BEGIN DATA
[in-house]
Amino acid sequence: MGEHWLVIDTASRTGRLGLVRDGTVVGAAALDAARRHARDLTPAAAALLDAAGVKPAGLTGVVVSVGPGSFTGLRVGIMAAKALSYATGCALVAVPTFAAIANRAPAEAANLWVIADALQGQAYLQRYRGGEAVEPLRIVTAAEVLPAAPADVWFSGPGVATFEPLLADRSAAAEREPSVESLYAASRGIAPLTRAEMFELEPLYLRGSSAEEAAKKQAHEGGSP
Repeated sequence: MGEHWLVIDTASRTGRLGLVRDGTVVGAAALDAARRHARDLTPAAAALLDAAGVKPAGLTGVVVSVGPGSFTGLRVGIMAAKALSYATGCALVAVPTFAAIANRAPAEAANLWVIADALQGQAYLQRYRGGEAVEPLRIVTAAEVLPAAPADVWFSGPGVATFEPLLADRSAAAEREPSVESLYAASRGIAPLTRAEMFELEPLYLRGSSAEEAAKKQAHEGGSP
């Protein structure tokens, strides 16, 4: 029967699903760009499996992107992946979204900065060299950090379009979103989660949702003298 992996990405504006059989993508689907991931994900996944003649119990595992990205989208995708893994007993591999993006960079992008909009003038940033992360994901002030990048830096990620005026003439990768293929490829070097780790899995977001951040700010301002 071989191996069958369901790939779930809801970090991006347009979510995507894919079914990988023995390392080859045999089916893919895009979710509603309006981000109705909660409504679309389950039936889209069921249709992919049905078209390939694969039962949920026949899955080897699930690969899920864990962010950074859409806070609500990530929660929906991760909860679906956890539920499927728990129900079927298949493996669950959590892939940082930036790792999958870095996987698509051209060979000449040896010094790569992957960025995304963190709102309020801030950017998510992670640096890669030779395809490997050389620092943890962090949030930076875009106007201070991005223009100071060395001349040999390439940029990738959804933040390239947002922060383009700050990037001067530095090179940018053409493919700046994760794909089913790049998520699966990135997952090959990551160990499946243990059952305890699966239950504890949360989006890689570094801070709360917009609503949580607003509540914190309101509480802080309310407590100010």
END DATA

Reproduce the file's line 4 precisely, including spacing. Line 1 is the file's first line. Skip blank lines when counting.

């Protein structure tokens, strides 16, 4: 029967699903760009499996992107992946979204900065060299950090379009979103989660949702003298 992996990405504006059989993508689907991931994900996944003649119990595992990205989208995708893994007993591999993006960079992008909009003038940033992360994901002030990048830096990620005026003439990768293929490829070097780790899995977001951040700010301002 071989191996069958369901790939779930809801970090991006347009979510995507894919079914990988023995390392080859045999089916893919895009979710509603309006981000109705909660409504679309389950039936889209069921249709992919049905078209390939694969039962949920026949899955080897699930690969899920864990962010950074859409806070609500990530929660929906991760909860679906956890539920499927728990129900079927298949493996669950959590892939940082930036790792999958870095996987698509051209060979000449040896010094790569992957960025995304963190709102309020801030950017998510992670640096890669030779395809490997050389620092943890962090949030930076875009106007201070991005223009100071060395001349040999390439940029990738959804933040390239947002922060383009700050990037001067530095090179940018053409493919700046994760794909089913790049998520699966990135997952090959990551160990499946243990059952305890699966239950504890949360989006890689570094801070709360917009609503949580607003509540914190309101509480802080309310407590100010």